“A picture is worth a thousand words.”
You’ve heard that phrase before. As have I. If this is true, then a video is worth a million words.
Let’s take a brief parenthesis for a moment, shall we? What are some ways that churches communicate with their people?
I’ve come to the conclusion that there is nothing more powerful than video. This is not a new thing, by the way. This has already been true for a long time. Just note the trend in social media. It has gone from text driven (Facebook) to video (Snapchat and Beme). I’ll write more about that some other time.
So here’s a few lessons:
1. Video it or it didn’t happen.
Video every event that your church does. Do you have a training event? Are you doing something in the community? Even a regular weekend worship service. Capture it on video. You can easily report on something that happened via a picture on Facebook or through your church e-newsletter, but people won’t really register it very much. But if you have a video of the event that you can play in church? Boom. A million times more powerful.
Here’s a video, for example, of an event we did called Haircuts for Kids. (Can’t see the video? Click here). We did free haircuts, before picture day, in our local public elementary schools. All the stylists donated their services. A local farm donated 200 pumpkins. We also played games with the kids. This event got on the local news and generated some nice buzz in the community.
Could I report on this in person and show some pictures of the event? Sure. But a video like this will be 100x more effective. Even if you have to pay for someone to record and edit, do it. I think we paid around $200 for this video to be shot and edited.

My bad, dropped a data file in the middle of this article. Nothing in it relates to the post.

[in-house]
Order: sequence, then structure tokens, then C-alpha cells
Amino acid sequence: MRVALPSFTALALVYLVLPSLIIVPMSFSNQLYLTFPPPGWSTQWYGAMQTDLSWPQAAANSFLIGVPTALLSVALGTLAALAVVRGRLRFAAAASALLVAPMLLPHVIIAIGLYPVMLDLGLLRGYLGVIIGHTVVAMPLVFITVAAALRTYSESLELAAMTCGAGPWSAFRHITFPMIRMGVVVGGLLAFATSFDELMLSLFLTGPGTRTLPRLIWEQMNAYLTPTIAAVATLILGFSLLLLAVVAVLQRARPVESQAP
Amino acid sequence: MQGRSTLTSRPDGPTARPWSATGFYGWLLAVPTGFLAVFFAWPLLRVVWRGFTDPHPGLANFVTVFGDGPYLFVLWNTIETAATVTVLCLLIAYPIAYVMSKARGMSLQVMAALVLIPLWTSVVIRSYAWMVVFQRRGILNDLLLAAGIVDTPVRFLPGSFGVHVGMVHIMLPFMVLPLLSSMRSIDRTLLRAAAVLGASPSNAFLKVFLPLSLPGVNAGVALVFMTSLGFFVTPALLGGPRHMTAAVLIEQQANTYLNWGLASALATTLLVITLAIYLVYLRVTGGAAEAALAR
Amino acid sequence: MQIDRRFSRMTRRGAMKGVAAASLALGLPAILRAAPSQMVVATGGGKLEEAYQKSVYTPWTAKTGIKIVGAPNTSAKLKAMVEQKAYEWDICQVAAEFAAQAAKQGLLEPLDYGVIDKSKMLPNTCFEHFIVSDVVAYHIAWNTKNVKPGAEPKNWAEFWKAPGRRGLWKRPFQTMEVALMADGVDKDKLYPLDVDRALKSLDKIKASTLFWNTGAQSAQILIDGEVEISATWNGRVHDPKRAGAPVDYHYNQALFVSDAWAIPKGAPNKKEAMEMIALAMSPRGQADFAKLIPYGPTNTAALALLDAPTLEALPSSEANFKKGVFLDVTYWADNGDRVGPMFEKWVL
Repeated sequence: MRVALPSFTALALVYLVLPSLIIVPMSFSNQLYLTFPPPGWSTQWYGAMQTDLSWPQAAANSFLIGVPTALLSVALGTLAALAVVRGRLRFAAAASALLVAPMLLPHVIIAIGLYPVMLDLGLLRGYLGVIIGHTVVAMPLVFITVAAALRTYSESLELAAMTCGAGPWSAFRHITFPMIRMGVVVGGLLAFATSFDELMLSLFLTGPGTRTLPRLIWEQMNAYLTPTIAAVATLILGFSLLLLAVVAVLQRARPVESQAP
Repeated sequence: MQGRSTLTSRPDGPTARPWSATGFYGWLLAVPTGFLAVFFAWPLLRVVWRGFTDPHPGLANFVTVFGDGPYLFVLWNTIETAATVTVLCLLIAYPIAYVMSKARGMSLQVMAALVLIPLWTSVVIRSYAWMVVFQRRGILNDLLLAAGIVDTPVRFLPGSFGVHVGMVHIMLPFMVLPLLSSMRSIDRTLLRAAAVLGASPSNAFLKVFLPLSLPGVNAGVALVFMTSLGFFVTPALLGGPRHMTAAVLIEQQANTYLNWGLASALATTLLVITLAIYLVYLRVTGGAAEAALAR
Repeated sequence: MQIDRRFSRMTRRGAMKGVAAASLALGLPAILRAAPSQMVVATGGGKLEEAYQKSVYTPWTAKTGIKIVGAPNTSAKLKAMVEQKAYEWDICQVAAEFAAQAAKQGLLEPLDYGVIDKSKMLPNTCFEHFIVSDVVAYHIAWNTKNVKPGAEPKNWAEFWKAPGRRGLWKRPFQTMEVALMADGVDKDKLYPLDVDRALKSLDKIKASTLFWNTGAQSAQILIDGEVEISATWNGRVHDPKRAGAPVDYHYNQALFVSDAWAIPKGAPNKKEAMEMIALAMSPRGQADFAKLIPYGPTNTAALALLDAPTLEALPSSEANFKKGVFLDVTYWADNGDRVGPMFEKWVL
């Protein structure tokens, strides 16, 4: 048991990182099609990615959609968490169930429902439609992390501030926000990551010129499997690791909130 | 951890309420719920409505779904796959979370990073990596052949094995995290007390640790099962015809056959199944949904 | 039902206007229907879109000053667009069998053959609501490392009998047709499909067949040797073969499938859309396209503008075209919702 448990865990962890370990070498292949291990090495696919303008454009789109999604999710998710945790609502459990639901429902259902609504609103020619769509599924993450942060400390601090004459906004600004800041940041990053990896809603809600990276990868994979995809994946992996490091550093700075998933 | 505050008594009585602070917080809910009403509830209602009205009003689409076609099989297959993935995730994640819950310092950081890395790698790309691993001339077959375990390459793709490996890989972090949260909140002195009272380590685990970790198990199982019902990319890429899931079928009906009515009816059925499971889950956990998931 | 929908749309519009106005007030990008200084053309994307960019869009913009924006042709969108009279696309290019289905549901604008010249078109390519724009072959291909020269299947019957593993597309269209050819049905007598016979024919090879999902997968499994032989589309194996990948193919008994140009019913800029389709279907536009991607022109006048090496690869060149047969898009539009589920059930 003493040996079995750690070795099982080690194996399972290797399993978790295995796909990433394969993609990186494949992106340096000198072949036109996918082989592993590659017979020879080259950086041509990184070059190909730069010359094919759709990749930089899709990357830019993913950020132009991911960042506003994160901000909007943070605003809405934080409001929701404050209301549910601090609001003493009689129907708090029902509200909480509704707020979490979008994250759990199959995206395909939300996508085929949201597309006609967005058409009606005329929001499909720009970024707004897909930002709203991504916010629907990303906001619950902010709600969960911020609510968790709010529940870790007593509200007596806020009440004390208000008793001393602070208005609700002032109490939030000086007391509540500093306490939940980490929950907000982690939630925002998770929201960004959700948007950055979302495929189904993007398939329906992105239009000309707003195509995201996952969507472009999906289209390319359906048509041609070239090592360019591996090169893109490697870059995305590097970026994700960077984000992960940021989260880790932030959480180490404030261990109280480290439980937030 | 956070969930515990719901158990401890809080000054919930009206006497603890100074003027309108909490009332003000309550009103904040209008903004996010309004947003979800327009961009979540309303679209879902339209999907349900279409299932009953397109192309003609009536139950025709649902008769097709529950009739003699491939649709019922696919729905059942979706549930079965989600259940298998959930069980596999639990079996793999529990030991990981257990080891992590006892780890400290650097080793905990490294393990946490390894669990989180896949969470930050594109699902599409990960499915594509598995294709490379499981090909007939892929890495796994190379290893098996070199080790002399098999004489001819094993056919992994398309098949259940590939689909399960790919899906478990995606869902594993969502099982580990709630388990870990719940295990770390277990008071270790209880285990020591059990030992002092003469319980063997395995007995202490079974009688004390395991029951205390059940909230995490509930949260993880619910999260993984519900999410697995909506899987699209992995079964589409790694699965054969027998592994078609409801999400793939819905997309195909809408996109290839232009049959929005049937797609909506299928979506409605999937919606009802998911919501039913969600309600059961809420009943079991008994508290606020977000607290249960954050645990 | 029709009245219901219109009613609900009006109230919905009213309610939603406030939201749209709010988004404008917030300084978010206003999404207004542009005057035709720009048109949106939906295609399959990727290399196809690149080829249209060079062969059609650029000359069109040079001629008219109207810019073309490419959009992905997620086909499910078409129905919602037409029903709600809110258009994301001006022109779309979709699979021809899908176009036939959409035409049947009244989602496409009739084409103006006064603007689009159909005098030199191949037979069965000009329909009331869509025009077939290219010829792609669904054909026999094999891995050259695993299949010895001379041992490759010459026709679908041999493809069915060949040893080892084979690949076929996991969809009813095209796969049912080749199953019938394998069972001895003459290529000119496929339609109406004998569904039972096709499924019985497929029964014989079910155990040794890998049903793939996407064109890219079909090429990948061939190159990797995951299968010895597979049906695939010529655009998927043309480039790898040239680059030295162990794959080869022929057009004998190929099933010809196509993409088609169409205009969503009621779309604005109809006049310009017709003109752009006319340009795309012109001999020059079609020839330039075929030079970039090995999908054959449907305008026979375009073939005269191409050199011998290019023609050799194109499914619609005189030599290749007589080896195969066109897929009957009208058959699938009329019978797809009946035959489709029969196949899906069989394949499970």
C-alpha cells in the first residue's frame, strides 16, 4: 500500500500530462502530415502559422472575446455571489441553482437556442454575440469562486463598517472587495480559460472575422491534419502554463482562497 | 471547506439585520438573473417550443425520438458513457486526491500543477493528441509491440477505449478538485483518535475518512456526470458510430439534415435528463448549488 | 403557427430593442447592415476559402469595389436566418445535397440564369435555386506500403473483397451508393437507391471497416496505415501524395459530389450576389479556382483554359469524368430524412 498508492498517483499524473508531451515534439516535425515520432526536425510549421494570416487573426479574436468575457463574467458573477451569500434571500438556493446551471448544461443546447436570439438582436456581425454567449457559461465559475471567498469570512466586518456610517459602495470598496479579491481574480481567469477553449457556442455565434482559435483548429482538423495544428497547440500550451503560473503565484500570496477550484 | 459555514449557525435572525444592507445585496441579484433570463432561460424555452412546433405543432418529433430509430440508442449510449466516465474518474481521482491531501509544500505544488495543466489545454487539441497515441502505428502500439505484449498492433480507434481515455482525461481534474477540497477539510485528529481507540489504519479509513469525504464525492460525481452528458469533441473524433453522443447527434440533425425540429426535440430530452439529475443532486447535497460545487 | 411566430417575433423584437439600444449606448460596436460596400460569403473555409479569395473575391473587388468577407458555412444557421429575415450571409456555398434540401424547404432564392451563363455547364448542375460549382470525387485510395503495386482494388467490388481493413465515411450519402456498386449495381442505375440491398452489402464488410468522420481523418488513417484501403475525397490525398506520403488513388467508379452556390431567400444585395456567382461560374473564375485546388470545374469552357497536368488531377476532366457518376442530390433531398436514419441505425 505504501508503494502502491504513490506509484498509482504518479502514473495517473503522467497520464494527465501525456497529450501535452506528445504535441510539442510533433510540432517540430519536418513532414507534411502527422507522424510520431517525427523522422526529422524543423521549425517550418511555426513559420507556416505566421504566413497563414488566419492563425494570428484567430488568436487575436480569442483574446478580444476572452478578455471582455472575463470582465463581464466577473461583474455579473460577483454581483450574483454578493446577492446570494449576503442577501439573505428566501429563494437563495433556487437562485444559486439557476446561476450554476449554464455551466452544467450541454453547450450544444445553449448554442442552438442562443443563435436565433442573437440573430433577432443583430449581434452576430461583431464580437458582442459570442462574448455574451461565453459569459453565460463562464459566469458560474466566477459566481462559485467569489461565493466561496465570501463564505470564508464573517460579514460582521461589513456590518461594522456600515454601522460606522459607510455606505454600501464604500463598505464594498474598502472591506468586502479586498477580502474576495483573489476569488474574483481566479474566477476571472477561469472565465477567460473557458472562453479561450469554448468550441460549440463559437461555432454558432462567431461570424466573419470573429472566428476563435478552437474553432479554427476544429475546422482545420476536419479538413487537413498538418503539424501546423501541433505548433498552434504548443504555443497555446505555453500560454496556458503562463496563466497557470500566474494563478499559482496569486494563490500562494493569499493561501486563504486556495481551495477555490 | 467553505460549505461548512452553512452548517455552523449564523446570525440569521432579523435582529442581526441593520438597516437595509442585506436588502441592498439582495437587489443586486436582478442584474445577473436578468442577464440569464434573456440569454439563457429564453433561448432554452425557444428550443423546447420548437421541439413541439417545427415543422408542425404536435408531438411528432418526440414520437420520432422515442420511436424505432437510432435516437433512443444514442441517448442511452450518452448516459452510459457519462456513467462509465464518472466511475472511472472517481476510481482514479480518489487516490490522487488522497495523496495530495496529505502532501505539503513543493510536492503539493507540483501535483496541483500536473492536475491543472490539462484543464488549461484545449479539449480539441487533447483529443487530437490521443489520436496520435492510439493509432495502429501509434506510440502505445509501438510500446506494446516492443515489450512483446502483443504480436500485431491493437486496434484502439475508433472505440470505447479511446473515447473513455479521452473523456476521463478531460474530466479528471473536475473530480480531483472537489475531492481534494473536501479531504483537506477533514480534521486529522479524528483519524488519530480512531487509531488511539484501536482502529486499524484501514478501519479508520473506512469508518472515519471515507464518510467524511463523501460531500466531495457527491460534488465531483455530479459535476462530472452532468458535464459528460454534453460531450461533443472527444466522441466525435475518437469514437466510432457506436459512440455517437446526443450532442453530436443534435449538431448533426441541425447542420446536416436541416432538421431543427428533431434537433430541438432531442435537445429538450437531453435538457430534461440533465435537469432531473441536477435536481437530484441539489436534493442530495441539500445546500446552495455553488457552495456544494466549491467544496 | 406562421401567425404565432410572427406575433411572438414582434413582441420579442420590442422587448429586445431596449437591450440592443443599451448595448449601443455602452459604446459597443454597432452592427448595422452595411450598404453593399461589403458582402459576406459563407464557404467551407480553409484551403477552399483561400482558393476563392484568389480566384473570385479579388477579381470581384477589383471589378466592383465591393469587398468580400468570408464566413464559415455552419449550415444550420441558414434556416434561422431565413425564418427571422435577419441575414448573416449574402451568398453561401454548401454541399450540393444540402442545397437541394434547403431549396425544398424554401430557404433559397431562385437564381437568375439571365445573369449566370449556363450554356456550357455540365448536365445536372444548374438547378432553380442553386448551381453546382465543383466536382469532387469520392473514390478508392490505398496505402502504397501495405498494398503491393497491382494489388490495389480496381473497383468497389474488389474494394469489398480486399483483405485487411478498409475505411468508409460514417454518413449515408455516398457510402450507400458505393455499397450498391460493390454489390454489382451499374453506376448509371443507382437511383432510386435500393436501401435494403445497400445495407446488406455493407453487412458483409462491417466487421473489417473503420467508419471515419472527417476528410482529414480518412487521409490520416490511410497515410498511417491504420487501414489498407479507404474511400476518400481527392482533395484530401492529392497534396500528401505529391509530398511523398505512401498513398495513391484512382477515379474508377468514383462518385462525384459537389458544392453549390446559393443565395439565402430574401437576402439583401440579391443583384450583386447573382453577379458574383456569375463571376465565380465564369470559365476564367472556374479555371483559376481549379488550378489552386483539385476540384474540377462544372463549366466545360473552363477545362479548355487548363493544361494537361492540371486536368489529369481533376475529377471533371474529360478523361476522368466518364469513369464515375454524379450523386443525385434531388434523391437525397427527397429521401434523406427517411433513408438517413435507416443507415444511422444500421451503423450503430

2. Get a simple camera or a GoPro.
I got a GoPro this past December to record evangelism related events I’m a part of. I’m going to record every single thing that I oversee that we do this year. There are lots of different kinds of cameras out there, but as I thought about it, a GoPro is the best kind for events like these. If it’s in the waterproof case, for example, you don’t have to worry about it being damaged. You can pass it around to different ministries so they could record their own events. It’s fairly worry-proof.
Don’t worry about having professional-looking footage, by the way. There are some basics of shooting video that I’ve learned—that will be another future post—but for the most part, the story is the most important thing. As long as you have a half-decent camera, it could even be your iPhone, then you’re good.
3. Learn to do basic editing.
Not to add to your already huge list of things that you already do as a pastor, but, this might be a skill that you should consider developing. If you have someone who can edit your videos, splendid, but if not, do it yourself. I’ll be editing my own videos this year.
Here are three videos I shot and edited this past Christmas on the GoPro. It will help to give you an idea of what’s possible.
Here’s the first one I shot at my brother’s house:
…and here’s the last one I shot. Actually, I have one more, but I haven’t edited it, yet.
So what about you? Do you already do some video in your church? How do you use it? Feel free to leave a link to the video in the comments so others can see an example. If you’re not already using video, what do you think is your next step? (To leave a comment scroll below or click here.)